What It’s Like to Travel Abroad in the Age of Trump
“What do you think about the outcome of the election?”
It seems like all anyone can talk about these days is the presidency of Donald J. Trump. Maybe it will make you feel better—or maybe worse—to know it’s not just the U.S. with a Trump obsession.
People who have traveled internationally say that residents of everywhere from Bali to Japan want to talk about America’s new president. And many of them have a question that might sound familiar: “What happened?”
Dan Suski, an experienced traveler who founded Seatlink.com, was in Sri Lanka in early January.
“I was amazed the number of Sri Lankan people who both asked what we thought about Donald Trump and wanted to share their opinions,” he told Travel + Leisure. “It was a topic of discussion almost every time our nationality came up in conversation. Many remarked that they hadn't met a single American who voted for Trump, so they couldn't understand how he won the election.”
Suski said he was never treated badly after people found out he was American.
”One guest house owner even gave our group a round of free beers because he said he felt bad about our new president,” he said.
Sadness seemed to be a common reaction among foreigners when greeting Americans post-election.
“I was in an Uber in Bali and my Balinese driver asked, ‘Why does Trump hate Muslims? That's not right. I'm Hindu, but can't imagine traveling to America right now.’ Broke my heart,” she said.
She said when people first hear she’s American, they give her raised eyebrows, until she clarifies she’s from California.
“Then there's a head nod of understanding,” she said. “A lot of friends and family said, very seriously, I should say I'm from Canada while traveling this year.”
Katharine Phillips also found while traveling to Iceland that once people learned she was American, they needed to check on her political leanings.
She was in the Toronto airport and shared a table with a local, who looked her square in the eye and asked how she felt about her new president.
“I could tell it was a test,” she said. “I'm not going to get political but I could physically see him relax from my response. Passed the test. As we talked more I could tell that there was a lot of concern over the current state of affairs.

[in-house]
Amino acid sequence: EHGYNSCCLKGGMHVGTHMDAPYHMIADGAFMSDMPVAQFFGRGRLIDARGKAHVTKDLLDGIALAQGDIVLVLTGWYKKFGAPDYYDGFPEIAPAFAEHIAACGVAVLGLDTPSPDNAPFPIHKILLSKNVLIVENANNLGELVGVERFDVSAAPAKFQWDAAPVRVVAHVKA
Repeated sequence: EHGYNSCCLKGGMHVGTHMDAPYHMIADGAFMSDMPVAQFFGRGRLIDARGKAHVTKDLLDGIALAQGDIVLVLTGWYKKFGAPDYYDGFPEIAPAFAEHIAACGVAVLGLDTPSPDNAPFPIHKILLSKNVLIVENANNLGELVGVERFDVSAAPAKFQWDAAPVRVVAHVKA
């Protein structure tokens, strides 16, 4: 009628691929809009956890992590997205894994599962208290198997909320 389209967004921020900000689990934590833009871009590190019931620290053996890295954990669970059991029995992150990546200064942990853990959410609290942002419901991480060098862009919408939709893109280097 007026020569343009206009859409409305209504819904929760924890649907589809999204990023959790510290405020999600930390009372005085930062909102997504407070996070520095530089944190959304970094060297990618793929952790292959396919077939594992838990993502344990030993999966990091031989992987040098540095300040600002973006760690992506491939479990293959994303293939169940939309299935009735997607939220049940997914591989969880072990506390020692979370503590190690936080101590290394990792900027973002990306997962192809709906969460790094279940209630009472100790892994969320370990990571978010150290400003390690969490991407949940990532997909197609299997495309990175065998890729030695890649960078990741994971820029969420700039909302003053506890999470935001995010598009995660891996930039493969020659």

“‘You guys set a lot of the tone, you know,’” he told her. She said she nodded solemnly in response.
Peggy Goldman, president of Friendly Planet Travel, found herself fielding a lot of questions when she traveled to South Africa.
“I was honestly very surprised about the degree to which knowledge of Trump and the controversies surrounding him had penetrated into the local communities,” she said. “We had a driver who had moved to Johannesburg from a remote village in the Eastern Cape to find work and support his family, who still lives there. This man had very little education and was marginally literate. Yet, when I told him I was from the USA, he laughed heartily and said Americans were really funny in their choices.”
Travel blogger Juliana Dever was in Canada before the election and also found herself answering questions.
“Every Canadian led with questions about why (Trump) was even in the running and were genuinely baffled that he was being considered as our president,” she said. “Frequently the conversation would start with, ‘What about this Donald Trump character, eh?’ and continue from there moving from discussions about nativism, inflamed racism and a concern for his temperament and tweeting habits.”
Dever also traveled to Jordan after the election, where locals had more serious concerns.
“Daily I would speak with people who would read the headlines and come to me with questions,” she said. “I was asked why there was such focus put on the size of the inauguration crowd, what I thought about Trump and Putin being in a partnership, and did Americans really hate Muslims this much.”
Nerissa Marbury has been traveling throughout Europe and South America, and said most of the people she met were against Trump.
“However I did meet two older gentlemen while in Belgrade, Serbia who were pro-Trump,” she said. “They felt a woman wouldn’t be able to run America as well as a man.”
But, she said, she never felt treated differently because she is American.
“In some countries—Spain, or Colombia for example—having Trump as the U.S. president makes the person more empathetic to me,” she said. “I’ve heard more than once how locals in the country I am visiting can completely understand, relate to, or empathize with having a country or governmental leader who is an embarrassment.”
But Barbara Ann Weibel, a travel writer and photographer, said she worries she is being linked with her new president’s reputation.
“In the past, I always found that people were able make the distinction between American citizens and the policies of our government,” she said. “Lately, however, I'm beginning to sense an animosity that goes deeper than the government. When people learn I'm an American, there is an immediate rolling of the eyes, which in every case so far has been followed by denigrating comments about our current president. I'm ashamed and embarrassed by the image we are creating around the world, and frankly, it's making travel a bit more difficult for me these days.”
The reactions internationally are so frequent that some travelers said they grew tired of talking about Trump. Peggy Goldman, the president of Friendly Planet Travel, said she met some Australians while traveling and within a few minutes, the subject of Trump came up.
“‘What do you think about the outcome of the election?’ one of them asked.
“Not much,” Goldman’s travel companion replied.
“We don’t think much of it either,” the Aussie replied.